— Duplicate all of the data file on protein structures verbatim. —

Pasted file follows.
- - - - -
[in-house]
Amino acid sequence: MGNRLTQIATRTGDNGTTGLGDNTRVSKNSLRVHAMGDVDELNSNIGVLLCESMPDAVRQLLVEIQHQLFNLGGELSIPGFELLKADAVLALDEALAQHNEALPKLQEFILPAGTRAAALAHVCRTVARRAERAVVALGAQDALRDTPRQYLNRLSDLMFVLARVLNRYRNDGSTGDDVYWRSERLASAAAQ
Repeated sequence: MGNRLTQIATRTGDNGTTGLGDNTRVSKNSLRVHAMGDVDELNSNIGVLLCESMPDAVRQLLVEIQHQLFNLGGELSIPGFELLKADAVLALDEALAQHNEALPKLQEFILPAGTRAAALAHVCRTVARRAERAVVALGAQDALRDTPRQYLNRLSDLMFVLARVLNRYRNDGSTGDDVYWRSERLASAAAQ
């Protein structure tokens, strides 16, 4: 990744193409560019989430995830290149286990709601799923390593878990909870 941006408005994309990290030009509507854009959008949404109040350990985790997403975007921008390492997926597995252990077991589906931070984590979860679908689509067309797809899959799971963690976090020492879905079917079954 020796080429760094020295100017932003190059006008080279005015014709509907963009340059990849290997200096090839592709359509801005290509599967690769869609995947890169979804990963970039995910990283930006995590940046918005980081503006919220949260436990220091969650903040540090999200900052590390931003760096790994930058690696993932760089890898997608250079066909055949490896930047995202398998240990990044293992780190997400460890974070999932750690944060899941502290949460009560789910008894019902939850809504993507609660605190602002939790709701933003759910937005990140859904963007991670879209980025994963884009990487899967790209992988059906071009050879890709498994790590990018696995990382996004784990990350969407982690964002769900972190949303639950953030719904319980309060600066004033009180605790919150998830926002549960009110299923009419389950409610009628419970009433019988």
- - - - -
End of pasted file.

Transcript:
[in-house]
Amino acid sequence: MGNRLTQIATRTGDNGTTGLGDNTRVSKNSLRVHAMGDVDELNSNIGVLLCESMPDAVRQLLVEIQHQLFNLGGELSIPGFELLKADAVLALDEALAQHNEALPKLQEFILPAGTRAAALAHVCRTVARRAERAVVALGAQDALRDTPRQYLNRLSDLMFVLARVLNRYRNDGSTGDDVYWRSERLASAAAQ
Repeated sequence: MGNRLTQIATRTGDNGTTGLGDNTRVSKNSLRVHAMGDVDELNSNIGVLLCESMPDAVRQLLVEIQHQLFNLGGELSIPGFELLKADAVLALDEALAQHNEALPKLQEFILPAGTRAAALAHVCRTVARRAERAVVALGAQDALRDTPRQYLNRLSDLMFVLARVLNRYRNDGSTGDDVYWRSERLASAAAQ
């Protein structure tokens, strides 16, 4: 990744193409560019989430995830290149286990709601799923390593878990909870 941006408005994309990290030009509507854009959008949404109040350990985790997403975007921008390492997926597995252990077991589906931070984590979860679908689509067309797809899959799971963690976090020492879905079917079954 020796080429760094020295100017932003190059006008080279005015014709509907963009340059990849290997200096090839592709359509801005290509599967690769869609995947890169979804990963970039995910990283930006995590940046918005980081503006919220949260436990220091969650903040540090999200900052590390931003760096790994930058690696993932760089890898997608250079066909055949490896930047995202398998240990990044293992780190997400460890974070999932750690944060899941502290949460009560789910008894019902939850809504993507609660605190602002939790709701933003759910937005990140859904963007991670879209980025994963884009990487899967790209992988059906071009050879890709498994790590990018696995990382996004784990990350969407982690964002769900972190949303639950953030719904319980309060600066004033009180605790919150998830926002549960009110299923009419389950409610009628419970009433019988």